The strangler pattern is a technique from Dave Farley’s ‘Continuous Delivery’ for transforming a monolithic software system into a microservices-based architecture. It involves gradually replacing parts of a big monolithic software system with smaller microservices, thus "strangling" the monolith over time until it is completely replaced. The name ‘strangler pattern’ is derived from the strangler vine that grows on another tree, using it as physical support, while also stealing sunlight and nutrients from it, which eventually kills the host plant.
Step by Step
Here are the steps to transform a monolithic software system to a microservices-based architecture using the strangler pattern:
- Identify the boundaries: The first step is to identify the distinct boundaries within the monolith system that can be broken down into separate microservices. This could be done based on business capabilities, functional domains, or technical dependencies.
- Define the interfaces: Once the boundaries have been identified, the next step is to define the interfaces between the microservices and the monolith. This involves specifying the data that will be exchanged between the microservices and the monolith and the APIs that will be used for communication. (tip: employ techniques from Domain Driven Design to guide this process)
- Implement the microservices: With the interfaces defined, the next step is to start implementing the microservices one by one. This involves creating a new service that implements a small part of the functionality of the monolith and defining the API that will be used for communication.
- Route traffic to the microservices: The next step is to route traffic to them once the microservices have been implemented. This could be done by gradually modifying the routing rules of the monolith to send traffic to the microservices instead of the monolith.
- Decommission the monolith: As more and more traffic is routed to the microservices, the monolith becomes less critical. Eventually, when microservices have replaced all the functionality of the monolith, the monolith can be decommissioned.
The strangler pattern is a gradual and iterative process; it is important to start small and focus on the most critical parts of the monolith first. Over time, more and more functionality can be migrated to microservices until the monolith is no longer needed.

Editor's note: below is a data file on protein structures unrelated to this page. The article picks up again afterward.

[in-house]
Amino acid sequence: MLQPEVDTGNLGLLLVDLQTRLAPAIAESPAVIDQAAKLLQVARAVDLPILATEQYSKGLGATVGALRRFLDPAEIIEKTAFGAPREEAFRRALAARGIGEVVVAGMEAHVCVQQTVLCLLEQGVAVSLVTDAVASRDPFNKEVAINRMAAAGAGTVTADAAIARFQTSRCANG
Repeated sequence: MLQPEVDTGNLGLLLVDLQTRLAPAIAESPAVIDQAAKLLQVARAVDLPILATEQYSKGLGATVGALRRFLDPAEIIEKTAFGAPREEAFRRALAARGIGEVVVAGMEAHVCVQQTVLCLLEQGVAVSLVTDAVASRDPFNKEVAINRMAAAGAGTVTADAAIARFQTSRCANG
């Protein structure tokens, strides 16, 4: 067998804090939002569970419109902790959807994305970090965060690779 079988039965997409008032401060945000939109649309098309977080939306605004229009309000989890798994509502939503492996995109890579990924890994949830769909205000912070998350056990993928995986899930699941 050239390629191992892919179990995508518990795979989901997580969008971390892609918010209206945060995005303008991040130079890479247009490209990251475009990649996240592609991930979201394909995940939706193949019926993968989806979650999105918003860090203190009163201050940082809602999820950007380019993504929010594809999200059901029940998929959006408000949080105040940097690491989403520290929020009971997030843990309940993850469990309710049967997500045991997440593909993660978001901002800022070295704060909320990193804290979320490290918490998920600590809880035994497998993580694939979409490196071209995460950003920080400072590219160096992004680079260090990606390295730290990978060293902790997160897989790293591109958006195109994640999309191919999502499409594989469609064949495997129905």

The Ship of Theseus
The story of the Ship of Theseus is a philosophical paradox that raises the question of identity over time. The story goes that the Athenians preserved the ship of Theseus in a dock as a memorial to their hero. As the years passed, the planks of the ship began to rot and were replaced one by one until no original plank remained. The question then arises: is the ship that remains still the ship of Theseus, or is it a new ship entirely?
Similarly, the strangler pattern involves gradually replacing parts of a monolithic software system with microservices until the original system has been fully replaced. The question then arises: is the resulting system still the same system as the original monolith, or is it a new system entirely?
In both cases, the identity of the original entity is called into question due to the gradual replacement of its constituent parts. In the case of the strangler pattern, the resulting system is still functionally the same as the original monolith, but it has been restructured into a new architecture.
Ultimately, the Ship of Theseus story and the strangler pattern illustrate the challenges of the gradual replacement of parts of a larger system (monolith/ship). Both cases raise questions about continuity and change. The strangler pattern is the best way to de-risk an otherwise extremely risky replacement operation of a monolith. When you carefully plan what parts of the monolith migrate in which order you can safely enjoy a transformation what would otherwise caused much heartache and stress.